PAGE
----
Punj, Iâ€™m not a firm Rand afficionada, much more into classic european liberalism instead. With your semi-insult, you show who you are. Oh, you only wrote "I would suggest", right? Iâ€™m deeply grateful on your kind and surely well-meant would-suggestion
Johnny proves my point best with his first sentence where he implies that most Rand supporters are stupid, while certainly his intelligence is above theirs. Classic. It's what I observed for a lifetime: The majority of people on the left side of the political spectrum consider themselves as generally superior against individuals with contrary opinions. But these leftists are not better educated overall, nor do they have more experience, slyness, awareness, deeper/broader interest, knowledge whatsoever. Their patronizing way of self-assurance is because they are naturally convinced to stand on the "good", the "correct" side. Theyâ€™ve been told so by the mainstream media, celebrities, artists and the majority of the so called intellectuals and experts.
Iâ€™m a strong Trump supporter. About 90% of what he achieved so far is congruent with my values. I'm excited about Brexit, AfD, Salvini, Bannon, Orban too. So supernaut, I very much enjoy the way history leads us now! I'm delighted that this shift of gravity already proved that it serves well for the majority of the average working common people. I'm one of those, btw.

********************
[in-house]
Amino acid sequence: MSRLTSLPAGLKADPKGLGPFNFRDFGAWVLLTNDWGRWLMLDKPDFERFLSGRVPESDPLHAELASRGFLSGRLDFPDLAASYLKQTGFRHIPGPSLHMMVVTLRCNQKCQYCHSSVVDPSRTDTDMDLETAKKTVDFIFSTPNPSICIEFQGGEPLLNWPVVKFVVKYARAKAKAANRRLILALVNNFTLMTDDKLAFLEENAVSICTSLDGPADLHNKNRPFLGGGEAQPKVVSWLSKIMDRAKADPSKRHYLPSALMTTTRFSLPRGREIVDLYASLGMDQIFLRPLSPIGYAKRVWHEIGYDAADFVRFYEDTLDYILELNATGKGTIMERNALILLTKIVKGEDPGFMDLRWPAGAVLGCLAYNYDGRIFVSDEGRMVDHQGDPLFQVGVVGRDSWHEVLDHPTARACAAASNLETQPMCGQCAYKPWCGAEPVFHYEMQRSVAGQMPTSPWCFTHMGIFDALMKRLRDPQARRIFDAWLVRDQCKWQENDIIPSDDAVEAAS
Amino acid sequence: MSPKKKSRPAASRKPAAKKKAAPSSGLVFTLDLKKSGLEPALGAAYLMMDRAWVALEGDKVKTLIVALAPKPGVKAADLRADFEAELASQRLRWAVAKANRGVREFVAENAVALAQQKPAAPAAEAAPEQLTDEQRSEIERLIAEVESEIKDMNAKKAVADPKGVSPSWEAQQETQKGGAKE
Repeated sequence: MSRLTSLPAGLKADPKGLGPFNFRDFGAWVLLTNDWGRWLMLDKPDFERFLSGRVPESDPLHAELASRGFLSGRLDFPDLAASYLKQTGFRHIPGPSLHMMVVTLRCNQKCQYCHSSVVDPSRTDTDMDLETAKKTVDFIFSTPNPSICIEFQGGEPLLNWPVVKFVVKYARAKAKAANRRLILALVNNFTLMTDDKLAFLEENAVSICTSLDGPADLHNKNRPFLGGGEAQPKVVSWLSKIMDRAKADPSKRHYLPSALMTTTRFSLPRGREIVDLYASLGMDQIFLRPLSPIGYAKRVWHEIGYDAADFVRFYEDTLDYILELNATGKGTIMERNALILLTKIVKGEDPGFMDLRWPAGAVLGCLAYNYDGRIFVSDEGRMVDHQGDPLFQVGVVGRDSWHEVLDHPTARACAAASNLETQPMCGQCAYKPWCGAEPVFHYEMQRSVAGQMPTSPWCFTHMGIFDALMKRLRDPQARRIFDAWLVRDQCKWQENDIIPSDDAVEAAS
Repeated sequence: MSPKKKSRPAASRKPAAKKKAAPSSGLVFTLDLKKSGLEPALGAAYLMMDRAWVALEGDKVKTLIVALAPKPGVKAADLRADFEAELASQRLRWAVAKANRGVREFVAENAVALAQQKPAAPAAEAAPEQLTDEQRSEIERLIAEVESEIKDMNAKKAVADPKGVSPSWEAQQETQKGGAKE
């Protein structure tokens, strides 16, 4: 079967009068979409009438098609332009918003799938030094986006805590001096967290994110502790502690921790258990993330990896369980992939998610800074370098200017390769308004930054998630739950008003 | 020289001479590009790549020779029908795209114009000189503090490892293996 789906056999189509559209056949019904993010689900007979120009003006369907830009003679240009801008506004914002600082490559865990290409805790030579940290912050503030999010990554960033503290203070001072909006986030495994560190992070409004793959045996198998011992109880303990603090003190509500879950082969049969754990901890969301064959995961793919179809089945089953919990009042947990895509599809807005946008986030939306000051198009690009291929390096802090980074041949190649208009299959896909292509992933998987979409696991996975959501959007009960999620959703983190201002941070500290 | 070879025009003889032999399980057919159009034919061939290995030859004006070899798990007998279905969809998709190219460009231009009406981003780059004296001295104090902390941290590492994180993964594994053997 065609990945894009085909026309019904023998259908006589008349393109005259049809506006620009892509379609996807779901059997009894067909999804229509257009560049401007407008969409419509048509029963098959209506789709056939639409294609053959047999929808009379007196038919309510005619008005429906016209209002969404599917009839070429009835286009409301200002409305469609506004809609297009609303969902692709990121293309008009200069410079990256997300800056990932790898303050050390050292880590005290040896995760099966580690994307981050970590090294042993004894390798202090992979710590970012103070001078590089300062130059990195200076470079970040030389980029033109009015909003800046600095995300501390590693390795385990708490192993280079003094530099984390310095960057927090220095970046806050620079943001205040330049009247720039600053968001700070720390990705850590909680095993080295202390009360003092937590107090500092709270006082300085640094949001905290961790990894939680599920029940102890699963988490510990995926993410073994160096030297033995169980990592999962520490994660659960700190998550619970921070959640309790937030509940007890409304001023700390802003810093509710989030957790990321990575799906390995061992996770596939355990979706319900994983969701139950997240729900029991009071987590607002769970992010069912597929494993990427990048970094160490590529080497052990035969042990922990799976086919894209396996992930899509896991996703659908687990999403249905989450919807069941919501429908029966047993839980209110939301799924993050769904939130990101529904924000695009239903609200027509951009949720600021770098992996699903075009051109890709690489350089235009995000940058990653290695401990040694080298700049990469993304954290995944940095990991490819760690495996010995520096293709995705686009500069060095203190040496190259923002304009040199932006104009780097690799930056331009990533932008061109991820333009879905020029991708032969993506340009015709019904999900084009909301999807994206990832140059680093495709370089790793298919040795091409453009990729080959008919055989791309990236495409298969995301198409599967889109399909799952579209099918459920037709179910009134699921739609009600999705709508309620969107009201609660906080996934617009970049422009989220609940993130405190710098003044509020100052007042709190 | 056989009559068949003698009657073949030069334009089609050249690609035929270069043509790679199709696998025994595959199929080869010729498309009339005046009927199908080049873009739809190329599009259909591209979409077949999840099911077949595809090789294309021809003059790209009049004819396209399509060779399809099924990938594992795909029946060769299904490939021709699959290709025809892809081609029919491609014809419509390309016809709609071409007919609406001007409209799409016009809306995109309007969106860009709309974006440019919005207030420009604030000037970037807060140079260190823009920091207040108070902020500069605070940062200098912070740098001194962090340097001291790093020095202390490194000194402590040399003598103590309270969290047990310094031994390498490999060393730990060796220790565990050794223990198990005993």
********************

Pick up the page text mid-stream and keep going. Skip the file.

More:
Certainly I would prefer the opposite a) if I would (selfishly manage to) directly cash in from the benefits of social democratic politic or the effects of globalisation – which both went out of control in parts of the western world, and/or b) getting information only from the likes of Spiegel, SÃ¼ddeutsche, taz, CNN, Guardian, NYT. They hail themselves mutually as high validity, thruthful quality media outlets. But if you really donâ€™t realize their sheer left-ideological siding, their utter bias, paired with their brazeness to conceal specific facts while totally exaggerate others, then I would suggest… No. Nothing I would suggest then.
Also here: They condemn the ones on the other side as being uneducated, homophobes, xenophobes, islamophobes, sexists, angry white men, frustated haters, racists, fascists, and a whole lot of funny things more This is the most ugly, arrogant side of their conviction of superiority. They go that low because of their lack of arguments and persuasive power: Neither they can't counter the opponent with facts in a calm manner anymore, nor they're not willing to handle dissent.